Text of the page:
Gomburza or GOMBURZA is an acronym denoting the surnames of Fathers Mariano Gómez, José Apolonio Burgos, and Jacinto Zamora, three Filipino priests who were executed on February 17, 1872 at Bagumbayan in Manila, Philippines by Spanish colonial authorities on charges of subversion arising from the 1872 Cavite Mutiny. Their execution left a profound effect on many Filipinos; José Rizal, the national hero, would dedicate his novel El Filibusterismo to their memory.
The uprising by workers in the Cavite Naval Yard was the pretext needed by the authorities to redress a perceived humiliation from the principal objective, Father Jose Burgos, who threatened the established order.
Father Burgos was a Spanish criollo, a Doctor of Philosophy whose prominence extended even to Spain, such that when the new Governor and Captain-General Carlos Maria de la Torre arrived from Spain to assume his duties, he invited Father Burgos to sit beside him in his carriage during the inaugural procession, a place traditionally reserved for the Archbishop and who was a peninsular Spaniard. The arrival of the liberal governor De la Torre was not welcomed by the ruling minority of friars, regular priests who belonged to an order (Dominicans, Augustinians, Recollects and Franciscans) and their allies in civil government, but mistakenly embraced by the secular priests, majority of whom were mestizos and indios assigned to parishes and far-flung communities, who believed the reforms and the equality they sought with peninsular Spaniards were at hand. In less than two years, De la Torre was replaced by Rafael de Izquierdo who turned out to be a pliant tool of the friars.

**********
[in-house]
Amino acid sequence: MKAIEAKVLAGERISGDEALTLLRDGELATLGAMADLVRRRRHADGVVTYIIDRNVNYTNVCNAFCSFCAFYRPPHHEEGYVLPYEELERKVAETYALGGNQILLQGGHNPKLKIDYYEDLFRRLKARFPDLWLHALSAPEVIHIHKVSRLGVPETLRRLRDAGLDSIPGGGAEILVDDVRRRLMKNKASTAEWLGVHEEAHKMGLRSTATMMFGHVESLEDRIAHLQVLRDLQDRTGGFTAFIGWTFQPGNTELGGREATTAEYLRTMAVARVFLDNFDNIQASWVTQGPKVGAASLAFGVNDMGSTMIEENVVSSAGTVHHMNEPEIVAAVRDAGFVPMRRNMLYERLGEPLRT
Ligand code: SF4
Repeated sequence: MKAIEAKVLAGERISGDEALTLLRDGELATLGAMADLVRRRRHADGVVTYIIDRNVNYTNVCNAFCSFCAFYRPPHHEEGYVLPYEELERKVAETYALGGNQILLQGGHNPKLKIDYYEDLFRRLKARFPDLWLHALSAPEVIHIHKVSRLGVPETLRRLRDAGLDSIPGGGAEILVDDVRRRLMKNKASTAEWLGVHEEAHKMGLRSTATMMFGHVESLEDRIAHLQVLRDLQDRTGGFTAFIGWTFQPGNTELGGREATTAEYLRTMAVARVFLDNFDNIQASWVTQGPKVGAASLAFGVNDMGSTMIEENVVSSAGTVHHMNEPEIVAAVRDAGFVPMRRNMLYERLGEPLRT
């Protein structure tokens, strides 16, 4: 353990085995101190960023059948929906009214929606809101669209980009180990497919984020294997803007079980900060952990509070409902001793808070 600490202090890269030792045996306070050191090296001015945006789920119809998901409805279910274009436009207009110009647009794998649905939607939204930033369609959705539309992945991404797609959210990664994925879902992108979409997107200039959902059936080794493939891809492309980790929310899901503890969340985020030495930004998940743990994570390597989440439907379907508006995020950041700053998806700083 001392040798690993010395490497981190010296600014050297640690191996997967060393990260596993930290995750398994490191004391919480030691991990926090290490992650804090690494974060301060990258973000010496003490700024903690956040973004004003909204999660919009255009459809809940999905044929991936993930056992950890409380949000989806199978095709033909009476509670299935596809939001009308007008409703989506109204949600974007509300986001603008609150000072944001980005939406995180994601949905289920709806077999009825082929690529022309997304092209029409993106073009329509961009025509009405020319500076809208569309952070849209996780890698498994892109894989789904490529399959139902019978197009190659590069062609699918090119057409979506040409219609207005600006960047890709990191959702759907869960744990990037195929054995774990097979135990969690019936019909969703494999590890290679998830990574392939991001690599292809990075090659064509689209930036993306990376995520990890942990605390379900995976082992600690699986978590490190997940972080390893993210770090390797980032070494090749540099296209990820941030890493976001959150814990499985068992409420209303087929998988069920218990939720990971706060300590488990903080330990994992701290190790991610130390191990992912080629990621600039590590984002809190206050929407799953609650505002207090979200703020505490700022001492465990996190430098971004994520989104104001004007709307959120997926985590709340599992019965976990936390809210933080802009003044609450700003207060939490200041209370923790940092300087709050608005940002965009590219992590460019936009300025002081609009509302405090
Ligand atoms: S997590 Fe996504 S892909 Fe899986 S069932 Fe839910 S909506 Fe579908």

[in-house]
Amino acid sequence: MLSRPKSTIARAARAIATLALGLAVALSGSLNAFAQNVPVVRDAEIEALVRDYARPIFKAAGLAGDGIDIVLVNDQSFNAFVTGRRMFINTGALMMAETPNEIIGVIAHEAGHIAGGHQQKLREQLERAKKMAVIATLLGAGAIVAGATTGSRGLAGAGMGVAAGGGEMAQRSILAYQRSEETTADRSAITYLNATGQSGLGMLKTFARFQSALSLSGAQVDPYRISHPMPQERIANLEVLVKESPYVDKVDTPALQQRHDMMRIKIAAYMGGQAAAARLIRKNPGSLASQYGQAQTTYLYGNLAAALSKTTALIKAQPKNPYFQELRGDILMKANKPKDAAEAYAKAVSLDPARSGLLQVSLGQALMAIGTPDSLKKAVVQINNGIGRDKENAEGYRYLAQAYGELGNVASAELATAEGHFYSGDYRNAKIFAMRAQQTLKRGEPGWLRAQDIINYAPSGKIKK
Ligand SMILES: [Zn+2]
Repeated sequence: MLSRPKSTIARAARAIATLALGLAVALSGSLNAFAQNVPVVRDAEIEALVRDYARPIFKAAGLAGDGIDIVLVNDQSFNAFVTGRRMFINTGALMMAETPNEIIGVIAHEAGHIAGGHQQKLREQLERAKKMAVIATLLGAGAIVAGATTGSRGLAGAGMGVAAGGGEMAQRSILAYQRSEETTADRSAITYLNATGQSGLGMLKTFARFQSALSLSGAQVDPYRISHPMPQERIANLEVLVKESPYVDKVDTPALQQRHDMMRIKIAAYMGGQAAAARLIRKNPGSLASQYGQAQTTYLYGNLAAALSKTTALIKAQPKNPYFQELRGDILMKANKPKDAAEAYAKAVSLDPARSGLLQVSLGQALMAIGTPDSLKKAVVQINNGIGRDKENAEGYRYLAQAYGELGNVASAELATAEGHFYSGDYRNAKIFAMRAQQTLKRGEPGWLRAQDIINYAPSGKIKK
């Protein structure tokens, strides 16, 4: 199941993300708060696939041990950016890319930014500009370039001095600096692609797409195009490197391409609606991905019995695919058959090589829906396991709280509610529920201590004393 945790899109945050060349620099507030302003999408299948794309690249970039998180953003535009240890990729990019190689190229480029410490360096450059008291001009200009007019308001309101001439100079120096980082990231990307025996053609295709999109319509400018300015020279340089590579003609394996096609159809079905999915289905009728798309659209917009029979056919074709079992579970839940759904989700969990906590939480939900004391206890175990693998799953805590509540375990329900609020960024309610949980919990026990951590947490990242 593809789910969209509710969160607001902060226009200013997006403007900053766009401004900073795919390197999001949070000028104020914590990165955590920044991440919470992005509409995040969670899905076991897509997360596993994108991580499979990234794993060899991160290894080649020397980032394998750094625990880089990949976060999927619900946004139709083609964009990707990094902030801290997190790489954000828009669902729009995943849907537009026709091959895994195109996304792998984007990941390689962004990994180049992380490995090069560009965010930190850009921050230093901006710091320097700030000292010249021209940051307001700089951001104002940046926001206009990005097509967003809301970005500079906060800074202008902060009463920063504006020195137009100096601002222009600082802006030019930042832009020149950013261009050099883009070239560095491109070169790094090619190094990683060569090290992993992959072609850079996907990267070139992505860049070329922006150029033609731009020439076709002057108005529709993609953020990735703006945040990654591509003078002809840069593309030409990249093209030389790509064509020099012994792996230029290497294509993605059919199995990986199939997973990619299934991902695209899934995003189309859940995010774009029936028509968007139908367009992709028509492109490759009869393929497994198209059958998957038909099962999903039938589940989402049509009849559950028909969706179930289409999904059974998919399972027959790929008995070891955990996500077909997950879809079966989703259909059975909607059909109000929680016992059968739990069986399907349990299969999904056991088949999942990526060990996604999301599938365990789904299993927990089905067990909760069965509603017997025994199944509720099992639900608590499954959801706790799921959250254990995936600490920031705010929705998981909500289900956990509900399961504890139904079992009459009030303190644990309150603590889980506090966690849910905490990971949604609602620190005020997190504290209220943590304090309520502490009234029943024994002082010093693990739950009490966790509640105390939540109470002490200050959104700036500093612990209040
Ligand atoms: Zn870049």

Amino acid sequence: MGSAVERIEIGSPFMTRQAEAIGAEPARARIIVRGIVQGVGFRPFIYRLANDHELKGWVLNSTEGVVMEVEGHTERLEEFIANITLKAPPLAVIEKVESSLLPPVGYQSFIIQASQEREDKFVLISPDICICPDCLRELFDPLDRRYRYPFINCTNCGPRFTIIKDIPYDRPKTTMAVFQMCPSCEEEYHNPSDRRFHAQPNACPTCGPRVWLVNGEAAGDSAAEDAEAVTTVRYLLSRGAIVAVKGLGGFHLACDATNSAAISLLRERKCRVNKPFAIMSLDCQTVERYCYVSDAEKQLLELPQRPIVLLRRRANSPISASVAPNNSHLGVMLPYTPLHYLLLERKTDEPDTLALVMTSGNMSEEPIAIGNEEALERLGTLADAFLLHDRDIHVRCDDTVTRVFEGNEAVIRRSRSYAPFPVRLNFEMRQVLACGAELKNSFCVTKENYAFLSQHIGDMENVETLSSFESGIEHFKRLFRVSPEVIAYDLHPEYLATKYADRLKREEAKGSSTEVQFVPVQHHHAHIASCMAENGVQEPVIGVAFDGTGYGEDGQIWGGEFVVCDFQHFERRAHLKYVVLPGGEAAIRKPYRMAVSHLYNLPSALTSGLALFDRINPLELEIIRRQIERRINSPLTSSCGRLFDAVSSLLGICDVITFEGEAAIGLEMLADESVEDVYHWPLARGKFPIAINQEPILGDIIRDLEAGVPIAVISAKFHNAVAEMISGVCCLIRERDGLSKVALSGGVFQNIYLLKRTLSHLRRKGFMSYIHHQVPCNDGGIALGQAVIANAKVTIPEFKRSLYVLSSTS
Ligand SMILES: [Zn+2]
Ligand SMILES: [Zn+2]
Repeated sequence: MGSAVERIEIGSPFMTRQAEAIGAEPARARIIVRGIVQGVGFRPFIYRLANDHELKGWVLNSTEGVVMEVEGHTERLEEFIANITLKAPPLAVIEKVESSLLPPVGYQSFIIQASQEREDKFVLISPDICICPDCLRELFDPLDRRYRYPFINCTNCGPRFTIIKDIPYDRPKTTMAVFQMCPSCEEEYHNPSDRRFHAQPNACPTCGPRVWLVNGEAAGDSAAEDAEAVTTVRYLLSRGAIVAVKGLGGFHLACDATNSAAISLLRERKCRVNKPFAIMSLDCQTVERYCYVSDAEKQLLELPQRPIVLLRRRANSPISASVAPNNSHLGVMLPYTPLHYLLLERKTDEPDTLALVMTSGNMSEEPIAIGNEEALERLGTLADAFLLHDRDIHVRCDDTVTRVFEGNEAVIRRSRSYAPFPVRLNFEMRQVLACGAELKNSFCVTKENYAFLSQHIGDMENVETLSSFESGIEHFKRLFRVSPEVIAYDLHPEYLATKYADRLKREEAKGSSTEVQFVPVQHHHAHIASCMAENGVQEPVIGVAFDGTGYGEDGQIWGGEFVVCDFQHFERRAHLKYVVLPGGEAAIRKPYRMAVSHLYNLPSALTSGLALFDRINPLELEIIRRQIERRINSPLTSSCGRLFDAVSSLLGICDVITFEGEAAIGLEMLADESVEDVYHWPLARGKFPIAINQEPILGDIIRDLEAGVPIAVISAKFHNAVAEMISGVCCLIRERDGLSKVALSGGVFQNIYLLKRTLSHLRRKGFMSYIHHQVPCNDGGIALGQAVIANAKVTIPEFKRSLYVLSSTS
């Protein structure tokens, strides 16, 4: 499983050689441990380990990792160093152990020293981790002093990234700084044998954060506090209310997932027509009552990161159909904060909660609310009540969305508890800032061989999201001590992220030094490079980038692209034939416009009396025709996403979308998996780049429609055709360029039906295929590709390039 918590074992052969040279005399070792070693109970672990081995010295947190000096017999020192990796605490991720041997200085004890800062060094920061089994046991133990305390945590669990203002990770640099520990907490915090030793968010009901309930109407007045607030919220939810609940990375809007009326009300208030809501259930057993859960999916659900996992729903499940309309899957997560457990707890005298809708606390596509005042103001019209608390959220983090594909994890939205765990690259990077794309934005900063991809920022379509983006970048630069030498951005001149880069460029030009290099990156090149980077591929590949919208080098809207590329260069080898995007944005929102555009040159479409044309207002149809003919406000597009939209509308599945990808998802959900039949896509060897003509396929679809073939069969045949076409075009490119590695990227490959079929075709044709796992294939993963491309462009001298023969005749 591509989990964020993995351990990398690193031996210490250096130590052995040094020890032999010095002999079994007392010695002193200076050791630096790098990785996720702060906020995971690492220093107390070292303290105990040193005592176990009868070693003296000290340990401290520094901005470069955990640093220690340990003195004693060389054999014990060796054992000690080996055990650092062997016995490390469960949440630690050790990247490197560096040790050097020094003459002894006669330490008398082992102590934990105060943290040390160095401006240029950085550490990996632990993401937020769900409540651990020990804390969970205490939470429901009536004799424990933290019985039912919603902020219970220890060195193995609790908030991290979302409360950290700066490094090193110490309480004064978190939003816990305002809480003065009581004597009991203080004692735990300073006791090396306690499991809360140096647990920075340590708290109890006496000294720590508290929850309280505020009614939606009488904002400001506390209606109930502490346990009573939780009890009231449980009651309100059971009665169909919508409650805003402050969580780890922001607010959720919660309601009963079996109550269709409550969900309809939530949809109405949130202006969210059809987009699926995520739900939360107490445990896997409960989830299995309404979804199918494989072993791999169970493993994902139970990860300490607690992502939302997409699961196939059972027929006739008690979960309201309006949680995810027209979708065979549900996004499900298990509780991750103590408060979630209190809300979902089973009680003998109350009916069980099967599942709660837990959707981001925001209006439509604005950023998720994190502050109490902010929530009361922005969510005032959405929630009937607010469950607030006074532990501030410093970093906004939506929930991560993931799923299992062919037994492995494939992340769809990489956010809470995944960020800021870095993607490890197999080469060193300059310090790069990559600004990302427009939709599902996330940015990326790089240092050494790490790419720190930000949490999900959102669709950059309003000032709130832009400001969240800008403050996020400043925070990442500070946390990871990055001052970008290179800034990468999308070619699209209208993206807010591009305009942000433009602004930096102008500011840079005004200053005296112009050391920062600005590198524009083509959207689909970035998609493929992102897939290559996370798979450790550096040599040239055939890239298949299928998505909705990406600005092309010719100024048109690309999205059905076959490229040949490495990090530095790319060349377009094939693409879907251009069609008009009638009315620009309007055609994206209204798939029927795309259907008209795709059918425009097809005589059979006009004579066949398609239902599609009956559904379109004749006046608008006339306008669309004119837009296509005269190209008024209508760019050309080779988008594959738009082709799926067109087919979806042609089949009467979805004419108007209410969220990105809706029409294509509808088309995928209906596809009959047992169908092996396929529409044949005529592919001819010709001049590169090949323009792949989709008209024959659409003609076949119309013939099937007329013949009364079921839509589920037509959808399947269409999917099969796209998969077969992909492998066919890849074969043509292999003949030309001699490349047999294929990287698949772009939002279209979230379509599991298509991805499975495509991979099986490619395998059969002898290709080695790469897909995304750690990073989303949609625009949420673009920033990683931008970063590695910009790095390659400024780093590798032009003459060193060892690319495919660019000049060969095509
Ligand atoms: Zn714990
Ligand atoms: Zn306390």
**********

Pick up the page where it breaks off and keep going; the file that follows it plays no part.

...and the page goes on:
Early in 1998, bones believed to belong to one of the three executed priests were discovered at the Paco Park Cemetery by the Manila City Engineers Office.